That year he totaled 69 tackles and 11.5 sacks and forced five fumbles and was a consensus All-Pro. Notes from George Allen’s playbooks note that Allen loved Butz’s play versus the run but wished he would perform the “Jet” technique better. This was just after the 1977 season, his second as a starter when he totaled just one sack after having 3½ sacks in 1977. Perhaps it was communicated to Butz because from 1978-86 Butz averaged 6½ a season, not a stunning total, but an excellent one for a man of his size.  Butz ended his career with 63 sacks and deflected 40 passes at the line of scrimmage.

44. Louis Kelcher
Was thought to be the second coming of Merlin Olsen but he never got to that level, though he was very good at his peak. Weight and a nagging knee injury slowed him and he kind of faded away.
Big Louie was a two-time First-team All-Pro and a two-time Second-team All-Pro and went to four Pro Bowls.

Like most of the other big men of his time, he was a stop-the-run first-type player and he was always in his fair share of tackles averaging over 90 per season from 1975-81. But he could get to the quarterback as well, totaling 11 in 1977, nine in 1978, 6½ in 1976, 5½ in 1980, and 5 in 1981.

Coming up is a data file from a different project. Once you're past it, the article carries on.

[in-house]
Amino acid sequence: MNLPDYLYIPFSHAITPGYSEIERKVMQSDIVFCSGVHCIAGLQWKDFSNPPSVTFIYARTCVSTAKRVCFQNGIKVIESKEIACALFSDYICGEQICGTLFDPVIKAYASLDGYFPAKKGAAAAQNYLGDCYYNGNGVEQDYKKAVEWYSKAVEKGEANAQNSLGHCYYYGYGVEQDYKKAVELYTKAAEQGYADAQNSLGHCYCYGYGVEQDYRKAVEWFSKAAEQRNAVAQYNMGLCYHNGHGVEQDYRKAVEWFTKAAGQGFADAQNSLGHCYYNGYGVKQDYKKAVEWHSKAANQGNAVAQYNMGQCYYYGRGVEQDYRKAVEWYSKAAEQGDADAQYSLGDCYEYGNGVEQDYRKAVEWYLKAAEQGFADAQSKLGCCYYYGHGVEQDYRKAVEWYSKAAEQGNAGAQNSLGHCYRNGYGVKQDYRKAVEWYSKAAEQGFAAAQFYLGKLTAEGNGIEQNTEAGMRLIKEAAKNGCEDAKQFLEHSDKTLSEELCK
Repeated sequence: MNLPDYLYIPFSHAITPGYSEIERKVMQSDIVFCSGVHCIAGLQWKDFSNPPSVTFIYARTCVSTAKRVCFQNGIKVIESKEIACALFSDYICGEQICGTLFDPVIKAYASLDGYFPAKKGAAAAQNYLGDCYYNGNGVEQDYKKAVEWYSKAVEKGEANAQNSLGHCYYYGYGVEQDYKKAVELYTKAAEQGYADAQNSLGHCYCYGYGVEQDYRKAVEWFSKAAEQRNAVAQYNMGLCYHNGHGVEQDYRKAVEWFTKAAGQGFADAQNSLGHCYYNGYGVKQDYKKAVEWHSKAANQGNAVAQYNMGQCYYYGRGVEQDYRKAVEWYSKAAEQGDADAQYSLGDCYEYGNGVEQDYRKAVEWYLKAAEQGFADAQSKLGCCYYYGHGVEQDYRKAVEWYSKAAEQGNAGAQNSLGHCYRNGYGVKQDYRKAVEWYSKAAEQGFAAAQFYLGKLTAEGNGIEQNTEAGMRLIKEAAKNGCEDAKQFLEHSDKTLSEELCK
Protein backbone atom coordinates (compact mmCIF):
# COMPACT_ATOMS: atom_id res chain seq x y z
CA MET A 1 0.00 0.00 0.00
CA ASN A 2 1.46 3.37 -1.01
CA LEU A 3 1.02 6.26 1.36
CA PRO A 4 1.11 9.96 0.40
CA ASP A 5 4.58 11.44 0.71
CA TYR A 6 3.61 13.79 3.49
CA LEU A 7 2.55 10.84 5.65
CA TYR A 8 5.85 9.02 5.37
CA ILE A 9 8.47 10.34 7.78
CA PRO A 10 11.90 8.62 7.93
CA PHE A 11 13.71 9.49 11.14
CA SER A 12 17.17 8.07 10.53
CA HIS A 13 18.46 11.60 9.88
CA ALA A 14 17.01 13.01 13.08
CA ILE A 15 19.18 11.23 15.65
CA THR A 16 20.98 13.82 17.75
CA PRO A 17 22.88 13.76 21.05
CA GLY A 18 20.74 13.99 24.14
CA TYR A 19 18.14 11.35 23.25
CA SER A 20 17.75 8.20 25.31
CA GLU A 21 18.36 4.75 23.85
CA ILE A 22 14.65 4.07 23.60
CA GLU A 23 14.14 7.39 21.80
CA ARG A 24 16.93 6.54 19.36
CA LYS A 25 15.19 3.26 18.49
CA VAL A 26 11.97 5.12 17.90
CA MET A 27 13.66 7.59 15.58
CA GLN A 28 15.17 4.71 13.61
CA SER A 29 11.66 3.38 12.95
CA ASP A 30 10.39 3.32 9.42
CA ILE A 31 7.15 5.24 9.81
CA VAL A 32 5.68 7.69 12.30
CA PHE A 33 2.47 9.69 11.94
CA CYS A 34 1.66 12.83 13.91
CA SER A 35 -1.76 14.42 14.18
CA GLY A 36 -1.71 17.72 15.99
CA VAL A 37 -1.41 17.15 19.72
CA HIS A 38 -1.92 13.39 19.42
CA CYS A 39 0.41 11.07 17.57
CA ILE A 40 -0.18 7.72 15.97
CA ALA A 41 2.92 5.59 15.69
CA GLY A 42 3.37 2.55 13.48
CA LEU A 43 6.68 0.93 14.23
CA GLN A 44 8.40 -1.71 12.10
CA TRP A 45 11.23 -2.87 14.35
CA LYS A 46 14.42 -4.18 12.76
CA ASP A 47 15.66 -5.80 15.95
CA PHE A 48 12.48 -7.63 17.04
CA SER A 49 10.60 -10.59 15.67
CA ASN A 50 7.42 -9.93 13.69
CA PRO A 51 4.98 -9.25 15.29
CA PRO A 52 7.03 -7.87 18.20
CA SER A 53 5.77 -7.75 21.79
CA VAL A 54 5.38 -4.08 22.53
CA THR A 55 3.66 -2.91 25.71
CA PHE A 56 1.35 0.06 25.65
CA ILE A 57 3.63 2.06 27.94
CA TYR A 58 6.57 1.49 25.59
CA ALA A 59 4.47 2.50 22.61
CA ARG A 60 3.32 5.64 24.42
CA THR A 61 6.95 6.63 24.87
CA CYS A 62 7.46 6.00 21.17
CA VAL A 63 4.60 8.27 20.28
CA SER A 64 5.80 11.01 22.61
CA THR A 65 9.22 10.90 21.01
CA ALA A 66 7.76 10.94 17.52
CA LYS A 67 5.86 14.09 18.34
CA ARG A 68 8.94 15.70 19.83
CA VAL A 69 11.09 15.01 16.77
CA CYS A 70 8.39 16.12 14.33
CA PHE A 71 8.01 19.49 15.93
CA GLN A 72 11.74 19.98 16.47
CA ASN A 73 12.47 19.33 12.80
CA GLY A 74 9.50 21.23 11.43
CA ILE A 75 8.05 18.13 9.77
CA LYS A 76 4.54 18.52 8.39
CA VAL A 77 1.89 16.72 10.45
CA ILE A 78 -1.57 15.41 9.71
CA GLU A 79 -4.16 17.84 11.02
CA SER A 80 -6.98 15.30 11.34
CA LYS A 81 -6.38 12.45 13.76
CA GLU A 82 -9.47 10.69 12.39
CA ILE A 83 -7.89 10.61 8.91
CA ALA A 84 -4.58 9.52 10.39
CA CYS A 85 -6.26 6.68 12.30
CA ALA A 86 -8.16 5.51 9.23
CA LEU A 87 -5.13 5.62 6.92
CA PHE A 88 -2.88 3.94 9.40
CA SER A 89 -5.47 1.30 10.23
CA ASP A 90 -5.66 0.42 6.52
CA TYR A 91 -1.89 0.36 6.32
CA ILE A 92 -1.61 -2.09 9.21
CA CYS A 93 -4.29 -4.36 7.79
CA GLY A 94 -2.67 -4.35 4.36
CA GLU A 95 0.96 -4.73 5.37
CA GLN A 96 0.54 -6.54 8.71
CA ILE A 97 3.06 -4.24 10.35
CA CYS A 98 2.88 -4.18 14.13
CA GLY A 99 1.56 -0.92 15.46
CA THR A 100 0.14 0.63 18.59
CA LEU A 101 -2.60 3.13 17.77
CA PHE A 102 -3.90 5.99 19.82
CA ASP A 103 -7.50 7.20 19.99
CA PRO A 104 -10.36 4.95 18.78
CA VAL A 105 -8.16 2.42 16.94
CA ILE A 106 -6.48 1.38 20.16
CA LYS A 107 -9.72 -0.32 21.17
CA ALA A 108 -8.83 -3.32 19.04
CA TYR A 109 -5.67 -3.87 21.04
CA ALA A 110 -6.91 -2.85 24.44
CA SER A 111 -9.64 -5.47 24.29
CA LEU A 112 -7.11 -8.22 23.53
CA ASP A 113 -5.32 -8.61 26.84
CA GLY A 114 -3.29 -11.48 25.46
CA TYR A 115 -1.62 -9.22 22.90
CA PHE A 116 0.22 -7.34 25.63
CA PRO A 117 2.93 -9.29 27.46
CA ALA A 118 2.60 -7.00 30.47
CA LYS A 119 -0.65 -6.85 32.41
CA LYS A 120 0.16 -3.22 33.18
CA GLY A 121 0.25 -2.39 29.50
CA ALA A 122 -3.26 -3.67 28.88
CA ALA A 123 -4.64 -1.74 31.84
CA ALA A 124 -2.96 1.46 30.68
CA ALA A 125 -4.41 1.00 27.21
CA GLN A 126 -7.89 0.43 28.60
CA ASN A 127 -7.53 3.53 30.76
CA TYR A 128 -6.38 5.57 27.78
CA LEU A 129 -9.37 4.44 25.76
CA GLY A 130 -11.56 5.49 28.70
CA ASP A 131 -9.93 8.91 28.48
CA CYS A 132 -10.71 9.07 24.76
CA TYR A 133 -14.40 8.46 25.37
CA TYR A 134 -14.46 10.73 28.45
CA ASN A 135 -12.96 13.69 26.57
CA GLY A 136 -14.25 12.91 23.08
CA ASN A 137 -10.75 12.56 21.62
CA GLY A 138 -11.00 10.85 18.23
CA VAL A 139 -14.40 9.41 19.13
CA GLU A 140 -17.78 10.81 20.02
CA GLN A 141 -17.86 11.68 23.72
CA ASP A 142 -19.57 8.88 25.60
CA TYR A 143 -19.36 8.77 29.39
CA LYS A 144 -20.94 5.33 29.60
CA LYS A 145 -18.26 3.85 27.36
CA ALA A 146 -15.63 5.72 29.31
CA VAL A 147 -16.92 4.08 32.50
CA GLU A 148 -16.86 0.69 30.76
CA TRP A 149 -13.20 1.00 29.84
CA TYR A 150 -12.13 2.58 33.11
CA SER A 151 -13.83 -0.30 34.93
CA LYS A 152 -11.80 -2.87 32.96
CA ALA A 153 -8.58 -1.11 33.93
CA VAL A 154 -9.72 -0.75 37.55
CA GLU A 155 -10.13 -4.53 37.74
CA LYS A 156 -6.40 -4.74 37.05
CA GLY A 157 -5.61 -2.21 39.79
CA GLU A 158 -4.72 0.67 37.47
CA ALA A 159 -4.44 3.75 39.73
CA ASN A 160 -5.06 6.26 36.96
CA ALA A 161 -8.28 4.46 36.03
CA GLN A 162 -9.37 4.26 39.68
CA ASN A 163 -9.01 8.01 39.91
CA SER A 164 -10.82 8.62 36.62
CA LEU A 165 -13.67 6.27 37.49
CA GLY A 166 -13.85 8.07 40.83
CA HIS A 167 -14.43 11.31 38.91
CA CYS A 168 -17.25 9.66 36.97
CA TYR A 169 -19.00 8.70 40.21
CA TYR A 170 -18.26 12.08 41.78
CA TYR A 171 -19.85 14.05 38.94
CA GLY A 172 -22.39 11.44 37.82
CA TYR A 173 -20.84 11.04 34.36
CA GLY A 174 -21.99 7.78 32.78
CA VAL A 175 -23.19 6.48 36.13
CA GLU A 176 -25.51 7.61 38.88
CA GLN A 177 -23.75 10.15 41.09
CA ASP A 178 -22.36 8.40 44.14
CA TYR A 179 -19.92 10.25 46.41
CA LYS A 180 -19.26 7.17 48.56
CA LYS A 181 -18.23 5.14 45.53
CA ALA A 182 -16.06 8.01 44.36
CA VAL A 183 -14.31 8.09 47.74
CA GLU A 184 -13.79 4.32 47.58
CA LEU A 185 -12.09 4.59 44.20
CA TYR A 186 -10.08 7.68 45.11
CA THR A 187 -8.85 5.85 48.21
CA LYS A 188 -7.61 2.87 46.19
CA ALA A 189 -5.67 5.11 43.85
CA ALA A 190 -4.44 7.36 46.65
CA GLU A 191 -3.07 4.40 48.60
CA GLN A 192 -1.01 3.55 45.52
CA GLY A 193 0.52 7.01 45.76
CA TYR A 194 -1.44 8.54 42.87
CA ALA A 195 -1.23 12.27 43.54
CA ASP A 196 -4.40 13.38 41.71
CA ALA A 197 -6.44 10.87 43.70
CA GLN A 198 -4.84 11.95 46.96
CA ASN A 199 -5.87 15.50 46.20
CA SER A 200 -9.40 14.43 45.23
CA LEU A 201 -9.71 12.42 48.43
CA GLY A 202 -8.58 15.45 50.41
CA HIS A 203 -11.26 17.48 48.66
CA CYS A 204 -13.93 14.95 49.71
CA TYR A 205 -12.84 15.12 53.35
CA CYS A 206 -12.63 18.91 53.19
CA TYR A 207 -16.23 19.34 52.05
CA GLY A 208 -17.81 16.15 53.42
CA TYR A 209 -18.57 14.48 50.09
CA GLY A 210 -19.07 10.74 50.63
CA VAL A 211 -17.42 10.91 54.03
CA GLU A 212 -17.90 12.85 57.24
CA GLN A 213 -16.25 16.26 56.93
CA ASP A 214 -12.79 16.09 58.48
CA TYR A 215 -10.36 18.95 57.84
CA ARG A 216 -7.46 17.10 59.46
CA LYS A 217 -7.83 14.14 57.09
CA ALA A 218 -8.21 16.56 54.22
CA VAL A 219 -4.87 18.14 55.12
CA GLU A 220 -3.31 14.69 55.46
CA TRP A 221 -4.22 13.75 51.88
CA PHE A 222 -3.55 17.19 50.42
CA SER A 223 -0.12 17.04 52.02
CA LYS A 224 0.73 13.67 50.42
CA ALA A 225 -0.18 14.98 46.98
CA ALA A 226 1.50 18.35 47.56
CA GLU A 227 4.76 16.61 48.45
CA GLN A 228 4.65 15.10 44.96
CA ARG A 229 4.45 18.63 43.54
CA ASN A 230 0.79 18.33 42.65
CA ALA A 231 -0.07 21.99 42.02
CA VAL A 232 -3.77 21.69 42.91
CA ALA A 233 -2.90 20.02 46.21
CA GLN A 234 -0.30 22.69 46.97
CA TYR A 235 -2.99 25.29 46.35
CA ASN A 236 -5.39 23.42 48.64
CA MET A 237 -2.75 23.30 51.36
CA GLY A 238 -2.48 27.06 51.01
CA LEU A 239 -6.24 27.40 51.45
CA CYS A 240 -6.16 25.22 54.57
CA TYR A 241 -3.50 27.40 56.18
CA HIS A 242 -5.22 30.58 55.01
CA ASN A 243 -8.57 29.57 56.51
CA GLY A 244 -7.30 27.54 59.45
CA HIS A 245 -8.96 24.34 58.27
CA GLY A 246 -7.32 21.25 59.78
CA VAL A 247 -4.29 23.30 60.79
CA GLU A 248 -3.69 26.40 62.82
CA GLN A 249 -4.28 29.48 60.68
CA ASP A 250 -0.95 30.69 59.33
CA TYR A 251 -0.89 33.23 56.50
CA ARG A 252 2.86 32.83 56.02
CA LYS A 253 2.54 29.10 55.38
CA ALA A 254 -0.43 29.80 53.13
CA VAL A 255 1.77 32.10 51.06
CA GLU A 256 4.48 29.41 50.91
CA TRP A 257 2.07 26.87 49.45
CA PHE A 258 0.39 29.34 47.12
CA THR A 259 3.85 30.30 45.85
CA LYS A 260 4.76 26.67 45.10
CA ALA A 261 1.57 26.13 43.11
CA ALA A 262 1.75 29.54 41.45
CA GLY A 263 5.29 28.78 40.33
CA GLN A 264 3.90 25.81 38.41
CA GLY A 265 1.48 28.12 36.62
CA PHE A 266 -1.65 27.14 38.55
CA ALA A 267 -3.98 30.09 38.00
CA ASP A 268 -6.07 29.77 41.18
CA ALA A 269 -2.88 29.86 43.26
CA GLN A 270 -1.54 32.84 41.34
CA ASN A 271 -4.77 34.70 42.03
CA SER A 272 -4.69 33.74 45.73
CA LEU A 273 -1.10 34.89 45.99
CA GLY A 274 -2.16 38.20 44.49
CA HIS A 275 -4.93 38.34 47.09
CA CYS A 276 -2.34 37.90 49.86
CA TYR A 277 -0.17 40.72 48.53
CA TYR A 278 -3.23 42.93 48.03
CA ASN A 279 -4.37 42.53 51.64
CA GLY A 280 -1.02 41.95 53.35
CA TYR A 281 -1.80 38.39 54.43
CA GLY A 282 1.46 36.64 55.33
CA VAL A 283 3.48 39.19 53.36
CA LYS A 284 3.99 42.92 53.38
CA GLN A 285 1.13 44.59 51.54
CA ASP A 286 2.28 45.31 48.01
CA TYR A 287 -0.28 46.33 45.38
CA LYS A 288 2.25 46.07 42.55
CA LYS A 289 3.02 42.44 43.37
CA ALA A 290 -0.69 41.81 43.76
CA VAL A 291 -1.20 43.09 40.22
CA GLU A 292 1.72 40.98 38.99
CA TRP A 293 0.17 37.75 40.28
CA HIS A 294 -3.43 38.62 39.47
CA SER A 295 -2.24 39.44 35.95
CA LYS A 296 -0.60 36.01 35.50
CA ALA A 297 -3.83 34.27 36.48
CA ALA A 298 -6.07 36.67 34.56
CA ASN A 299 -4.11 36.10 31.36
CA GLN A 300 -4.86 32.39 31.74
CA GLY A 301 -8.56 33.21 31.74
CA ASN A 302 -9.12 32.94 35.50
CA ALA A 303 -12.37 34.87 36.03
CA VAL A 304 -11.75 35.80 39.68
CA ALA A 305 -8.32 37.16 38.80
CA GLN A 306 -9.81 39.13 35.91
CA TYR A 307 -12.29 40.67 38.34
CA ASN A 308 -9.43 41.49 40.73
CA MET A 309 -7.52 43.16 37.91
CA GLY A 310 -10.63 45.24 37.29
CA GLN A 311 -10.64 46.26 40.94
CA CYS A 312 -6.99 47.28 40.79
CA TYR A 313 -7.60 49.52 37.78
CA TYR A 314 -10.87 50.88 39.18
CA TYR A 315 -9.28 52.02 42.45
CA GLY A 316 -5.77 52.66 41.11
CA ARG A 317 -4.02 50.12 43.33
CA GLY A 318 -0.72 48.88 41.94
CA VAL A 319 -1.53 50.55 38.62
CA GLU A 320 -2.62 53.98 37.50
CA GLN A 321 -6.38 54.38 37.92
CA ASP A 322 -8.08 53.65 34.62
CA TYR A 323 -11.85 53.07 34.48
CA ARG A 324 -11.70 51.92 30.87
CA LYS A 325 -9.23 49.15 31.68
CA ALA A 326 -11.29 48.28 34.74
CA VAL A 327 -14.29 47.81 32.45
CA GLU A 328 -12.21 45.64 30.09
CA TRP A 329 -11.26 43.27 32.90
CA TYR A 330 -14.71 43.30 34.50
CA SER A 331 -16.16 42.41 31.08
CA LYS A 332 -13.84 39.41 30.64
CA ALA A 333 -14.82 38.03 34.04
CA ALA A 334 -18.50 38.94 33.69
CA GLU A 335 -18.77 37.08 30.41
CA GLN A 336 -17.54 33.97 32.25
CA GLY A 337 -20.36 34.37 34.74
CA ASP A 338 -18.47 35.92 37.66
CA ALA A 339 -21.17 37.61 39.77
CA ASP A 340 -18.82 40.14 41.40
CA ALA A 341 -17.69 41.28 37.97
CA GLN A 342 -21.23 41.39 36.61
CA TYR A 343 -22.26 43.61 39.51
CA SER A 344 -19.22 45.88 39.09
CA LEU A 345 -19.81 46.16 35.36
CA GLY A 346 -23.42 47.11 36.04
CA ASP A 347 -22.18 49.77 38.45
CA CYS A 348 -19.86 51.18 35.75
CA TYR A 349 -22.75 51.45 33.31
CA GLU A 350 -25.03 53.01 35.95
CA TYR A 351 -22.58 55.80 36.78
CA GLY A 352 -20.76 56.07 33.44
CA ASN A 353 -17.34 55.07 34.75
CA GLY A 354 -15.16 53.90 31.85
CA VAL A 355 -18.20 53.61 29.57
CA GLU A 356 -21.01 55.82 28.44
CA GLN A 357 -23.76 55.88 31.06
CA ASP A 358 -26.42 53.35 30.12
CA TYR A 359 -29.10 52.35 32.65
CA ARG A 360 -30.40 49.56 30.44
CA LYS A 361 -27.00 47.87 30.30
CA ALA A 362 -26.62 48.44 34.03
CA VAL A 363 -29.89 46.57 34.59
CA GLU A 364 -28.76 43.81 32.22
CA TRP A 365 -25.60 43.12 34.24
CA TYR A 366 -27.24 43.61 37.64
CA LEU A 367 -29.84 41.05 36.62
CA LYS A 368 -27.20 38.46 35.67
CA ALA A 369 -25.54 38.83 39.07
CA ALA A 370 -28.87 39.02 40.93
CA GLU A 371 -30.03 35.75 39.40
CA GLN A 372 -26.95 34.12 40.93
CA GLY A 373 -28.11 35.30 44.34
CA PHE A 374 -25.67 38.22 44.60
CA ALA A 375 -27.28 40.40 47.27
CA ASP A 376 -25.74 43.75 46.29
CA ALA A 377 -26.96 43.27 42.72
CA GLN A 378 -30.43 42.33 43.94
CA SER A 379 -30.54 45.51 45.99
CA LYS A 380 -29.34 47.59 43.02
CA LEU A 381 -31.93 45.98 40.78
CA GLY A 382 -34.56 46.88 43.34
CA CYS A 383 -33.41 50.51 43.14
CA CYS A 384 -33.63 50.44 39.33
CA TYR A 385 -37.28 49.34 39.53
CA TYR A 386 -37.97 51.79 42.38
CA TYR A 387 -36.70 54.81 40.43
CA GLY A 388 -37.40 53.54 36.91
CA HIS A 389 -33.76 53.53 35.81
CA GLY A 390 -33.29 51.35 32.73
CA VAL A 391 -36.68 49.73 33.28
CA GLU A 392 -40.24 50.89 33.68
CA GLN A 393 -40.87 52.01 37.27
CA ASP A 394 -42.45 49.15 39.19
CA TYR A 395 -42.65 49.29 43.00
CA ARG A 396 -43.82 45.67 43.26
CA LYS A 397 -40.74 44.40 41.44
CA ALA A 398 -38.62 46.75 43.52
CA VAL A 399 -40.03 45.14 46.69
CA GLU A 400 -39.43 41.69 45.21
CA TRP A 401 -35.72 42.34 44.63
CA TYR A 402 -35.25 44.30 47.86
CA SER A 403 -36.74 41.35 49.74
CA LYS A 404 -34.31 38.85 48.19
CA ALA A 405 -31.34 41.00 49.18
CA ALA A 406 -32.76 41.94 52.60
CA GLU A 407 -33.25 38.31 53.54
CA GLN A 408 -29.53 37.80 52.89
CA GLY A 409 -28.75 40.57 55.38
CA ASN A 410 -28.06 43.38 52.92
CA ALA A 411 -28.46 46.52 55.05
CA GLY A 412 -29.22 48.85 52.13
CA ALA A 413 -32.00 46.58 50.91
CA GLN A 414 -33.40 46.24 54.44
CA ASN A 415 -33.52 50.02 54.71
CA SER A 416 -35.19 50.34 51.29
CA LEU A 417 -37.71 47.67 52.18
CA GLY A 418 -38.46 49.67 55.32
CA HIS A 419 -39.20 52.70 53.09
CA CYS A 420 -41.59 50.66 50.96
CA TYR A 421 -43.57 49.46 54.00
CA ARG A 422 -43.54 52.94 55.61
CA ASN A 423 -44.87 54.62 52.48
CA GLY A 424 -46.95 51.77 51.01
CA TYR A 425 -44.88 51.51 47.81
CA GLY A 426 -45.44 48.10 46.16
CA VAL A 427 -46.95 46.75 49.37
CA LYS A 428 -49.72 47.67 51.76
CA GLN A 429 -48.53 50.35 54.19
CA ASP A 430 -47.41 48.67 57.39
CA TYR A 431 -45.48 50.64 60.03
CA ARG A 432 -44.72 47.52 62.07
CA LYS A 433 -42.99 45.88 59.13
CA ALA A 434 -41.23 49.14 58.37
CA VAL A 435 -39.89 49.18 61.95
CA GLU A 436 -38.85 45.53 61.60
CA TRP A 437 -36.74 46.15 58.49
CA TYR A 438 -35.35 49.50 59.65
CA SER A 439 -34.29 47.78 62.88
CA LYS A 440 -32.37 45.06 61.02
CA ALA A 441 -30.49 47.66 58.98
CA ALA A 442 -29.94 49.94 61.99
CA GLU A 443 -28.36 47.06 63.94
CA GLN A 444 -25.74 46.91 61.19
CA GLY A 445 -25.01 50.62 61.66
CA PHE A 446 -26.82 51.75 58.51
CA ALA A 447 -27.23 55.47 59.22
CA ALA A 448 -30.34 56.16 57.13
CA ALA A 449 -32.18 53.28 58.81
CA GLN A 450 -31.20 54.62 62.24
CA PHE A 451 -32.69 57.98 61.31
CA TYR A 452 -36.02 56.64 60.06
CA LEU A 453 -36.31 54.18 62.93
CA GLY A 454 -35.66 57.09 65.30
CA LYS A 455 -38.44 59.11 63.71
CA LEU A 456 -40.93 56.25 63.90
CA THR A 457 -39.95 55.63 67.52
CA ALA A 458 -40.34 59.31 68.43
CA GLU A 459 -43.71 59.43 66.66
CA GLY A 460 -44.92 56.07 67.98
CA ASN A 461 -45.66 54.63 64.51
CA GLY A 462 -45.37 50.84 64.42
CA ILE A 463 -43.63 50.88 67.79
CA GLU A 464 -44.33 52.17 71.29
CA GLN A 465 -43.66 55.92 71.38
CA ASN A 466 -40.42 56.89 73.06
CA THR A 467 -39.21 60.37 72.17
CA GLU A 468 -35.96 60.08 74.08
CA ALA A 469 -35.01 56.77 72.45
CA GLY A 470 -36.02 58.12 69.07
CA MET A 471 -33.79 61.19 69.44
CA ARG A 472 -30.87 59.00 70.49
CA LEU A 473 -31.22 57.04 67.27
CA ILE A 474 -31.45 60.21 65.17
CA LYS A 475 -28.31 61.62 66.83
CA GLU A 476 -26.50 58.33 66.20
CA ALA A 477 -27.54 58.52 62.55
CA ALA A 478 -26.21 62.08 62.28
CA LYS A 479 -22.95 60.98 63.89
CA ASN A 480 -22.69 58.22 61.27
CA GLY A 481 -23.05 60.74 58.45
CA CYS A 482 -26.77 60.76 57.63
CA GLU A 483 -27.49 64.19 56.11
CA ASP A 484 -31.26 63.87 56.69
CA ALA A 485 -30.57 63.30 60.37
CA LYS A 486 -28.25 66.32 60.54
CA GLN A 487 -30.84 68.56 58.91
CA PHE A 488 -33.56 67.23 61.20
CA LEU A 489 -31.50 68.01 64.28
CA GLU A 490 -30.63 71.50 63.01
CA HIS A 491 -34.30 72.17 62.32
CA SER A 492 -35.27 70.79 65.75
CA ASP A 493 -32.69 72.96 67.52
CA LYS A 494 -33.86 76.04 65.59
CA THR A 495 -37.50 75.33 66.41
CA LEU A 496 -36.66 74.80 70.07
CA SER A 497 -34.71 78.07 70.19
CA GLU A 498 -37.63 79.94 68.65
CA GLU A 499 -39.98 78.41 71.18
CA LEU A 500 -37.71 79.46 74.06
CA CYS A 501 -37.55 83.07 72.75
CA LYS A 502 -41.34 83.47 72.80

Again, like Butz not exactly Alan Page or Aaron Donald numbers but excellent for a 300-pounder.
Said Buchsbaum, “Premier power tackle in the NFL . . . unreal strength allows him to toss blockers around like a rag doll and dominate the line of scrimmage.”

45. Doug English
A big Texan, he quit in 1980 to sell oil or something, but he was a good all-around tackle, a cross between Louis Kelcher and Randy White.

Like Kelcher he made a lot of tackles, when healthy often in the 90s. And he could get to the QB very well averaging about 8 sacks a year (with a high of 13 in 1983) from 1977 through 1984, the years he was a 4-3 tackle. He ended his career as a nose tackle in a 3-4 defense in 1985 before hanging them up.

English was a three-time All-Pro, though none were consensus. In addition, he was Second-team All-NFC in 1978 and Second-team All-Pro in 1984. He’s also a co-record holder for most safeties in a career with four.